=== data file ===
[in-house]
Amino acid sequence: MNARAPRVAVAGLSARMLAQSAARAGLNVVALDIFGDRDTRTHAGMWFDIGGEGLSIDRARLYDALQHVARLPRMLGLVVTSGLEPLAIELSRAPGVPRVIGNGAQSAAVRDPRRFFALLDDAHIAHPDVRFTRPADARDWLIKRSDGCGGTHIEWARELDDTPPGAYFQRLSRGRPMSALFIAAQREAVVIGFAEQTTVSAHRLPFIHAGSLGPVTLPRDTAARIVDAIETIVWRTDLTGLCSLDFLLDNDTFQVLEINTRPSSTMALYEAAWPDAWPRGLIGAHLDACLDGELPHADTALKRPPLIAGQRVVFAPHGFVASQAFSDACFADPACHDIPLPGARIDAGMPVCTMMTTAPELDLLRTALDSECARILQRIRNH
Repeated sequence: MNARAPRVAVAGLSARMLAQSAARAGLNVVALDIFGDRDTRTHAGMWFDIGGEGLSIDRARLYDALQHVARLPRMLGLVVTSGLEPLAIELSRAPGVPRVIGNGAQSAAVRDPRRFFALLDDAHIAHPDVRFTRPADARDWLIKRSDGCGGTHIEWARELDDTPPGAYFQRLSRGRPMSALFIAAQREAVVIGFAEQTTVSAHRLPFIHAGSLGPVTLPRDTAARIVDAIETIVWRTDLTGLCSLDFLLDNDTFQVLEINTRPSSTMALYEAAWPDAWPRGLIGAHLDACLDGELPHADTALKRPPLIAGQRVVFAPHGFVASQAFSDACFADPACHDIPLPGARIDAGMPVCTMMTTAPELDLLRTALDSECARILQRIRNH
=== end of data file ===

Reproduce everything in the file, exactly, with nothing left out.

[in-house]
Amino acid sequence: MNARAPRVAVAGLSARMLAQSAARAGLNVVALDIFGDRDTRTHAGMWFDIGGEGLSIDRARLYDALQHVARLPRMLGLVVTSGLEPLAIELSRAPGVPRVIGNGAQSAAVRDPRRFFALLDDAHIAHPDVRFTRPADARDWLIKRSDGCGGTHIEWARELDDTPPGAYFQRLSRGRPMSALFIAAQREAVVIGFAEQTTVSAHRLPFIHAGSLGPVTLPRDTAARIVDAIETIVWRTDLTGLCSLDFLLDNDTFQVLEINTRPSSTMALYEAAWPDAWPRGLIGAHLDACLDGELPHADTALKRPPLIAGQRVVFAPHGFVASQAFSDACFADPACHDIPLPGARIDAGMPVCTMMTTAPELDLLRTALDSECARILQRIRNH
Repeated sequence: MNARAPRVAVAGLSARMLAQSAARAGLNVVALDIFGDRDTRTHAGMWFDIGGEGLSIDRARLYDALQHVARLPRMLGLVVTSGLEPLAIELSRAPGVPRVIGNGAQSAAVRDPRRFFALLDDAHIAHPDVRFTRPADARDWLIKRSDGCGGTHIEWARELDDTPPGAYFQRLSRGRPMSALFIAAQREAVVIGFAEQTTVSAHRLPFIHAGSLGPVTLPRDTAARIVDAIETIVWRTDLTGLCSLDFLLDNDTFQVLEINTRPSSTMALYEAAWPDAWPRGLIGAHLDACLDGELPHADTALKRPPLIAGQRVVFAPHGFVASQAFSDACFADPACHDIPLPGARIDAGMPVCTMMTTAPELDLLRTALDSECARILQRIRNH